Monday, August 24, 2015

Black and Whites from another time.

I recently did a post about my time living in Japan, working in Hiroshima and living in a small town nearby, Otake.  When I got back home from visiting in LA I dug around and found some pictures of that time, mostly 8X10, and in an album undisturbed since around 1968.  It was impossible to remove the pictures, the album had sticky pages that had firmly cemented the pictures to the page. I was able to scan them with some success.  Here is a sample:

This was taken at one of the doors inside my house, the girl, alas, was not smiling for me, but for my friend Bob who roomed with me for several months. A picture of him will follow in a bit. 

This statue of Siddhartha was in the garden around my house, enclosed by a wall and pagoda gate. The garden was a pleasant and quiet place, escaping from the hustle of the village just outside the wall.

Bob, in the same garden, after one of the infrequent snows we'd get in the winter.  Behind him another statue, of a 7 story pagoda can be seen, along with the almost bonsai pines. 

Two other pictures taken in the garden.  At this time I was toying with the idea that I'd be a professional photographer. I had just seen the movie 'Blow-up', directed by M. Antonioni, one of his first films. It's one of the few movies of that era that have actually kept it's interest to audiences. 

Following are other pictures taken around Japan that year, 1968. 

A feudal-era castle in Osaka

The entrance pathway to a Shinto shrine and park 

Fountains at the Imperial Palace, Toyko

The famous and often-photograph of the Torii at Miyajima.

Ok, this one is my one photography claim to fame:
it was published in Stars and Stripes, Asia edition.

These last ones are people I photographed there one time or another. 

This girl was being photographed by several people 
in a park in Hiroshima when I happened by. I started 
taking a couple shots when one of the other photographers
told me they were a photo club, and had paid this woman 
to model for them. I apologized and left. 

I was walking in Tokyo when I saw a group of 
what had to be paparazzi taking pictures of this young
girl walking a dog (you can see the leash). I have no idea
who she was, or what it was all about. She's looking rather
disdainfully at the group of photo takers.  

A nurse I worked with. 

I don't think these last two were taken at the same time. 
And in truth, I'm not sure what I was thinking when I took the shot. 
Two salarymen, the last possibly retired, napping. 

Well, I had two more to add, but apparently I've reached a limit of some kind for loading pictures.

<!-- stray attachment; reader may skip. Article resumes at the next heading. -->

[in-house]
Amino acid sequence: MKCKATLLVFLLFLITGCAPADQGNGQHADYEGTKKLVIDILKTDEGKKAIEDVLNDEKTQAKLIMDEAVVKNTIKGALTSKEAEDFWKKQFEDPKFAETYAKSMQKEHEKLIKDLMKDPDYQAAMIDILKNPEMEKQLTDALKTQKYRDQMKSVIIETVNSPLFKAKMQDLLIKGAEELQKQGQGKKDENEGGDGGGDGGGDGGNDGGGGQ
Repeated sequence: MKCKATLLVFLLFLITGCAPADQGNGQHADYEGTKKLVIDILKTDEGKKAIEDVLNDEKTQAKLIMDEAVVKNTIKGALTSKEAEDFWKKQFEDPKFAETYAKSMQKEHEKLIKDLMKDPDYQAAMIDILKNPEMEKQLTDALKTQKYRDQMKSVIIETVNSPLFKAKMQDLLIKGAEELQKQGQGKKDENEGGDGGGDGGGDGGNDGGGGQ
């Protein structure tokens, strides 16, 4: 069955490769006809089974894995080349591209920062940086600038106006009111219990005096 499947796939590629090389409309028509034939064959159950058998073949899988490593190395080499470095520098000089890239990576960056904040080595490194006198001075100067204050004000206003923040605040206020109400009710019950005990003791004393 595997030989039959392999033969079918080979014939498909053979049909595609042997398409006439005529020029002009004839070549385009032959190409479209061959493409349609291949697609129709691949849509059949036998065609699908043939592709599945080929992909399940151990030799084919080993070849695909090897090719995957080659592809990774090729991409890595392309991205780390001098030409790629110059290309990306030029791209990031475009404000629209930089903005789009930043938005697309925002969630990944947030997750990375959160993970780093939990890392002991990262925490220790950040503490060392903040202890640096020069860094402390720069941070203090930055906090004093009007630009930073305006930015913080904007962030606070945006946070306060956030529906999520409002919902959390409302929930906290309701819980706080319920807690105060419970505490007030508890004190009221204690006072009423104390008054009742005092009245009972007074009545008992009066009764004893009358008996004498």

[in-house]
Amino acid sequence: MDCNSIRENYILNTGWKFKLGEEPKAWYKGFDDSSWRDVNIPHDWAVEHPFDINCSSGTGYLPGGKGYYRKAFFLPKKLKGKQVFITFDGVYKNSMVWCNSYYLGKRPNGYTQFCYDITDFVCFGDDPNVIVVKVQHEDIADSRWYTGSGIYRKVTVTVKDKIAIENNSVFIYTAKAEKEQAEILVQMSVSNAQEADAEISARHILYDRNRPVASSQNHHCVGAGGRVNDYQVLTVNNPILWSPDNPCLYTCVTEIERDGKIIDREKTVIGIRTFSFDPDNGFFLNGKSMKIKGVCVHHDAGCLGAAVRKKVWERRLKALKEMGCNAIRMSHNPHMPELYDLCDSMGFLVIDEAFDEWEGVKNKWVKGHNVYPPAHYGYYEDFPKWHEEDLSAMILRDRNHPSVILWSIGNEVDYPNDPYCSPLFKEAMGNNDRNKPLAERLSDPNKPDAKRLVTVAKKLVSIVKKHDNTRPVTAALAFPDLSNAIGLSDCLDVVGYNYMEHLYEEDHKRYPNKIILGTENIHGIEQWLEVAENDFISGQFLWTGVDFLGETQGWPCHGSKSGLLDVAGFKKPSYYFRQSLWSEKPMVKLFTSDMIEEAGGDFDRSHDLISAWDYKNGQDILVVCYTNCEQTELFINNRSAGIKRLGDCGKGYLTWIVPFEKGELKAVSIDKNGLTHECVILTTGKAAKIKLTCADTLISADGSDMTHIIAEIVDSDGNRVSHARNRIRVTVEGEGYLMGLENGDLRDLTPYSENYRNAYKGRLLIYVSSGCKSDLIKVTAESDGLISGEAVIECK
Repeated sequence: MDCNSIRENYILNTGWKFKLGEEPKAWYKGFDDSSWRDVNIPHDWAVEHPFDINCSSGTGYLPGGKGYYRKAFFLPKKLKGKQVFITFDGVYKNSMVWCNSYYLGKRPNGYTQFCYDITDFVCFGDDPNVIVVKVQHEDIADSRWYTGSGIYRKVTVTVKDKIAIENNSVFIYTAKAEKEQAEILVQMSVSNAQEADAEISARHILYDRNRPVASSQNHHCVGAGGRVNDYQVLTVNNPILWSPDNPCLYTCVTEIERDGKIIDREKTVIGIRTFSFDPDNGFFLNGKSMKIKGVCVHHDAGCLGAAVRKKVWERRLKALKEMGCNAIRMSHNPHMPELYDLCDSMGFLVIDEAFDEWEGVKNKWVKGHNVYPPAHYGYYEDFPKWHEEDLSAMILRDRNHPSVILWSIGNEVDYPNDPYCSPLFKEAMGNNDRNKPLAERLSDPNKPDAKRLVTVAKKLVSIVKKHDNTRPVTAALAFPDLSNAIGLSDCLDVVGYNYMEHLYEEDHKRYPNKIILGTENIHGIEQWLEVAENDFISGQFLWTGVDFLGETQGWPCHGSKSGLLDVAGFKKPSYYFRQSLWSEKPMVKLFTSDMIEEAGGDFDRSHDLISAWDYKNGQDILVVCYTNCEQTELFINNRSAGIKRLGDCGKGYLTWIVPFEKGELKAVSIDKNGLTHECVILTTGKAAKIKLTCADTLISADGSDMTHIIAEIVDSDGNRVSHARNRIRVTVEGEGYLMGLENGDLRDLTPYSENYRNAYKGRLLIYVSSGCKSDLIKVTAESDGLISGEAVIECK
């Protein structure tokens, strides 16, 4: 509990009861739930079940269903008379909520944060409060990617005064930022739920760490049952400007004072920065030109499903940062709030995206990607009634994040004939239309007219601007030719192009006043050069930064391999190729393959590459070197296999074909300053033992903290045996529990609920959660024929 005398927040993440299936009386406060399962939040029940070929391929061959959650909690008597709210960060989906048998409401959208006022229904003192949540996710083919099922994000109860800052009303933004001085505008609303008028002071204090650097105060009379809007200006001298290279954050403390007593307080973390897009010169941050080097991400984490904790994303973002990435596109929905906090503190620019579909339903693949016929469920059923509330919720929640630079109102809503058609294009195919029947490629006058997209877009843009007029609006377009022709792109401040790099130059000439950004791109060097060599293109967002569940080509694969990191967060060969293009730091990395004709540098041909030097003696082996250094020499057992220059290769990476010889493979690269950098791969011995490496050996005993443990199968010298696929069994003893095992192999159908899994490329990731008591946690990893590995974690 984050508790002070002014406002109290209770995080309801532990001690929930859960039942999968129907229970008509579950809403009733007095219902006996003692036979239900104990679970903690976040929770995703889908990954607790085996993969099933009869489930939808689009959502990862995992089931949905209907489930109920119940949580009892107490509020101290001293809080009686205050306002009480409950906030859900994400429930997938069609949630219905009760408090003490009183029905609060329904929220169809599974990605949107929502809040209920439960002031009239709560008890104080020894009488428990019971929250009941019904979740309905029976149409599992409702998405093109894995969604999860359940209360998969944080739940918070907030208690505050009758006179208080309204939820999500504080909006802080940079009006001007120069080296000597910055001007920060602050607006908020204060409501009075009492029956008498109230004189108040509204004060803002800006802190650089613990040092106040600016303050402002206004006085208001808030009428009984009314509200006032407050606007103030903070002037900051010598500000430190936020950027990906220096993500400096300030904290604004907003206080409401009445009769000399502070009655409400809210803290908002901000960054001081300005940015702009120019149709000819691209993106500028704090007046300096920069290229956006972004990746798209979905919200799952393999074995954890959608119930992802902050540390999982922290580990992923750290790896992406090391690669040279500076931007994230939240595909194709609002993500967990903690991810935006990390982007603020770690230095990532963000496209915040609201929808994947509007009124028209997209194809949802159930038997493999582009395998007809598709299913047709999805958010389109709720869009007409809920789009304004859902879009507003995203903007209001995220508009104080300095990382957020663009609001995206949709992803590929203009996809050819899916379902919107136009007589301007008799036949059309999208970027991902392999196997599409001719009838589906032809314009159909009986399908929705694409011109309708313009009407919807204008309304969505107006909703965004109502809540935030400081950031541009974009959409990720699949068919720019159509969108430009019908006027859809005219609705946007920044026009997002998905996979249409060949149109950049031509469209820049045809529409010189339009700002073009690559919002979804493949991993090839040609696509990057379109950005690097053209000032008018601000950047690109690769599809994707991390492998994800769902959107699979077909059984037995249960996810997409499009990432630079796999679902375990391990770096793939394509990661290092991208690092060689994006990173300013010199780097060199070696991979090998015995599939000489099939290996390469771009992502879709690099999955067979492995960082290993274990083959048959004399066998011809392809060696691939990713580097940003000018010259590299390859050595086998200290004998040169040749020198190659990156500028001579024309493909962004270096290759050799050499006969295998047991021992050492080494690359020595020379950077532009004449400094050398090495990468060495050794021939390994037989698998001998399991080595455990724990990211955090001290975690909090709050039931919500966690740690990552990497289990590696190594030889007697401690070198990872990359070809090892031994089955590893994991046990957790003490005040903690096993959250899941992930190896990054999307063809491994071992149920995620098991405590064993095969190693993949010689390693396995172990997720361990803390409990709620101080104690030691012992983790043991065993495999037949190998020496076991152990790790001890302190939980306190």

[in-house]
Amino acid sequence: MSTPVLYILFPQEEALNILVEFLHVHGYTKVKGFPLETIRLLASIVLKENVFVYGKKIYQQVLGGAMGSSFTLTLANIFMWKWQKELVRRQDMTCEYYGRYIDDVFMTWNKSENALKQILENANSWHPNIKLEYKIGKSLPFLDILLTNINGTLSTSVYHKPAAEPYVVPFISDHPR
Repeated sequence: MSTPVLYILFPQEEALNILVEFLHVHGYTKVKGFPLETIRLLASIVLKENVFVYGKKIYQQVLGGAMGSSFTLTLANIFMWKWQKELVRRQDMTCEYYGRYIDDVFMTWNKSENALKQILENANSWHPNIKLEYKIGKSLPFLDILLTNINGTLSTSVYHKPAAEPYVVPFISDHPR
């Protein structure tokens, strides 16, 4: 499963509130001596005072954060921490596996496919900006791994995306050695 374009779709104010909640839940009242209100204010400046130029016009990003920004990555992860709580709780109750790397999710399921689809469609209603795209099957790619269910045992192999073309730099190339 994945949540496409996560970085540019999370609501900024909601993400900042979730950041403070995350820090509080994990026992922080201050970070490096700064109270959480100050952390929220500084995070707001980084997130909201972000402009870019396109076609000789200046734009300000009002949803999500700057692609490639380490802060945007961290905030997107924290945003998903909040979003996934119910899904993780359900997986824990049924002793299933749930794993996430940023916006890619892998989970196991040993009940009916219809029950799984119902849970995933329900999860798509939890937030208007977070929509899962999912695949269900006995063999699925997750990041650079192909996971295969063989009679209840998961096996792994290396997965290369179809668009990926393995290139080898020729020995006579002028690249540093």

Ah, figured out how to do it. 

A demonstration near the closest military base, I happened 
to be passing through. 

Taken while I was waiting for a ferry to Hokkaido, the 
northernmost island in the Japanese archipelago. 
I have no idea, she didn't stir in the 5 minutes or so I
was watching. Clearly there was something on her mind. 
I hope it came out well for her.  


  1. Fascinating. But none of young Mike?

    1. Hi Bruce
      Oddly, there are few from this era. I was the one packing the camera, and I had few companions. And the 'selfie' hadn't, thankfully, had occurred to anyone yet. I have a couple, one is over at my oldest's house, a color one of me with the tori above in the background. Have to get it scanned, might not be till after thanksgiving.

  2. How long ago it all seems. I once visited an old man in a nursing home, and asked a question to get him started. I knew he was a WWII GI and asked how he came to serve, his age seeming to disqualify him. He joined at 16 (I don't recall that bit) and spent his enlistment in Japan as "MacArthur's radio man. He had to be in touch at a moment's notice, you know, so I was pretty important!" Twenty years earlier than your photos. How small the world has become, though.

    1. True in both things, it was so very long ago, and the world has become small indeed, in nearly every way.
      I hope you or someone has his recollections, they will soon be lost to us, those following us.

  3. They are beautiful and timeless photographs. I love black and white.

    Ah yes! David Hemmings smoldered his way through that one.

    1. Yes, and Vanessa R. was quite good too. For some reason the movie made an impression on me, even with English sub-titles.

  4. Beautiful photos from another time in another place take me to a dreamworld. Thanks for the brief trip.

  5. Interesting photos... I spent some time in Japan in 1979--it is a beautiful country.

    1. I'd be interested to hear about your trip. Didn't you say your parents moved there?